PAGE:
It’s been ten years since the plug was officially pulled on the Ripsaw, Duluth’s experiment with having a newspaper similar to City Pages or Isthmus. It didn’t last long, but it was good while it lasted.
For the uninitiated it should be explained the Ripsaw had five distinct incarnations. The Ripsaw entry on Wikipedia lays that history out in detail, but the short version of it goes like this:
- From 1917 to 1926 the Ripsaw was an old-school scandal sheet published by John L. Morrison.
- Brad Nelson and Cord R. Dada brought back the scandal-sheet style Ripsaw in 1999, as a monthly publication, with an additional focus on the local music scene.
- The paper switched to the alt-weekly format in 2000. Dada sold his share of ownership to Tim Nelson in 2001.
- In 2004 the Ripsaw switched to a monthly magazine format.
- Three black-and-white newsprint editions were published in 2005 as the paper struggled to hang on.
On Dec. 6, 2005, Brad Nelson sent an email to contributors outlining the Ripsaw’s successes while calling it quits:
Comrades, the Ripsaw is officially dead.
It was a good run. We managed to spin the blade for six-and-a-half years against a long list of odds. A&L Development tried to sue us. Much of the business community blacklisted it. Mayor Doty said he “didn’t read that tabloid.” And 11,000 people picked it up every week with Christian-right zeal (20,000 monthly). We did well.
But it’s no secret that keeping it going was a perpetually tenuous act. The tightrope finally snapped.
Thank you for throwing in on it with me. It was quite a ride. The Ripsaw wrote about and influenced the art and music scenes; local elections; the Spirit Mountain golf course debate; the Clayton, Jackson, McGhee Memorial; the Soft Center debacle and DEDA funding; eminent domain use; historic preservation; the crusade to end homelessness; GLBT rights; the buy-local movement; and many many more issues and things. The Ripsaw helped create a new state of mind for Duluth. It gave amazing local designers, cartoonists, artists, and columnists needed exposure. It covered outdoor adventure, dining, film, theater, visual art, science, and sex. It published a calendar and the High Five so people knew what to go see. The Sawyer Awards became the best Best-of issue around. It grew the Homegrown Music Fest, Undergroundhog Day and Green Man with local CD reviews, band features, and a special issue for each. The Ripsaw did a lot for this rusty town. No wonder we’re tired.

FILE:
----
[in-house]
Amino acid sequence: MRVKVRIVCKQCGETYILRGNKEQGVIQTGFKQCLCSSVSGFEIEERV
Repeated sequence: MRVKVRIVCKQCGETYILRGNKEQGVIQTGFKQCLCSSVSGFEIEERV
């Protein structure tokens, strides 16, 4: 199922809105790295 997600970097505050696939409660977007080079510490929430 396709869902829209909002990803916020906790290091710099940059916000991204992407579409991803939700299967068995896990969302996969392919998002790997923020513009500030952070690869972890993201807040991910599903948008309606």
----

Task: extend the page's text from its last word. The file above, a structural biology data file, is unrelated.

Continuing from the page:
For now, I’ll be beering, skiing, and drumming. If you are interested in any of those three areas, then chances are I’ll see you soon.
See you soon.
Power to the People,
Ripsaw arts writer/editor Julia Durst wrote her version of the Ripsaw’s obituary for mnartist.org, and cartoonist/proofreader Barrett Chase laid out his thoughts on Perfect Duluth Day. As the Ripsaw era ended, PDD and the Transistor — both considered to be sort of spin offs of the Ripsaw — were in full gear. Years later, former editor Tony Dierckins began publishing Zenith City Online. Chris Monroe’s “Violet Days” comic was eventually picked up by the Duluth News Tribune. And thus the Ripsaw spirit lives on in various places.
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